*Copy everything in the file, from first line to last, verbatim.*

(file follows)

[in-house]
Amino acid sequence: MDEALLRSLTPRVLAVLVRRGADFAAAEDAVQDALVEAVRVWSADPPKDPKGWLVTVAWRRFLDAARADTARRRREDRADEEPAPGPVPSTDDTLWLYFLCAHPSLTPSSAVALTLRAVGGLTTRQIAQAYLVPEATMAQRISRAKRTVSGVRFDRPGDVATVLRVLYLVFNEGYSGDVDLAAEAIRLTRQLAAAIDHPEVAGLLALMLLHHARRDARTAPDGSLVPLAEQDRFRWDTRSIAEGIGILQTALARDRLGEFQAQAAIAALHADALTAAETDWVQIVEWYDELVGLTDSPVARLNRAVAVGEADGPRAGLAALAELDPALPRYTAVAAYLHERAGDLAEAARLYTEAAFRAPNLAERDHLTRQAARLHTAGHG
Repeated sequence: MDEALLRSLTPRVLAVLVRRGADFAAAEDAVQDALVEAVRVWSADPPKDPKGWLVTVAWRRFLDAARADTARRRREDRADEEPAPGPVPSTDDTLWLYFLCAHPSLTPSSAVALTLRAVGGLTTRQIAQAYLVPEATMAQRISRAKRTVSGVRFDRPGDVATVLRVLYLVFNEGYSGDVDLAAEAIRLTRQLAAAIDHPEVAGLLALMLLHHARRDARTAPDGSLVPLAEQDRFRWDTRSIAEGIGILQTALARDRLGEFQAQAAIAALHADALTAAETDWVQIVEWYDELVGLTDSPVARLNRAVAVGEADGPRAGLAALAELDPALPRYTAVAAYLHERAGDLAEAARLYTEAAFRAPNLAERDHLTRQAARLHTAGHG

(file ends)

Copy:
[in-house]
Amino acid sequence: MDEALLRSLTPRVLAVLVRRGADFAAAEDAVQDALVEAVRVWSADPPKDPKGWLVTVAWRRFLDAARADTARRRREDRADEEPAPGPVPSTDDTLWLYFLCAHPSLTPSSAVALTLRAVGGLTTRQIAQAYLVPEATMAQRISRAKRTVSGVRFDRPGDVATVLRVLYLVFNEGYSGDVDLAAEAIRLTRQLAAAIDHPEVAGLLALMLLHHARRDARTAPDGSLVPLAEQDRFRWDTRSIAEGIGILQTALARDRLGEFQAQAAIAALHADALTAAETDWVQIVEWYDELVGLTDSPVARLNRAVAVGEADGPRAGLAALAELDPALPRYTAVAAYLHERAGDLAEAARLYTEAAFRAPNLAERDHLTRQAARLHTAGHG
Repeated sequence: MDEALLRSLTPRVLAVLVRRGADFAAAEDAVQDALVEAVRVWSADPPKDPKGWLVTVAWRRFLDAARADTARRRREDRADEEPAPGPVPSTDDTLWLYFLCAHPSLTPSSAVALTLRAVGGLTTRQIAQAYLVPEATMAQRISRAKRTVSGVRFDRPGDVATVLRVLYLVFNEGYSGDVDLAAEAIRLTRQLAAAIDHPEVAGLLALMLLHHARRDARTAPDGSLVPLAEQDRFRWDTRSIAEGIGILQTALARDRLGEFQAQAAIAALHADALTAAETDWVQIVEWYDELVGLTDSPVARLNRAVAVGEADGPRAGLAALAELDPALPRYTAVAAYLHERAGDLAEAARLYTEAAFRAPNLAERDHLTRQAARLHTAGHG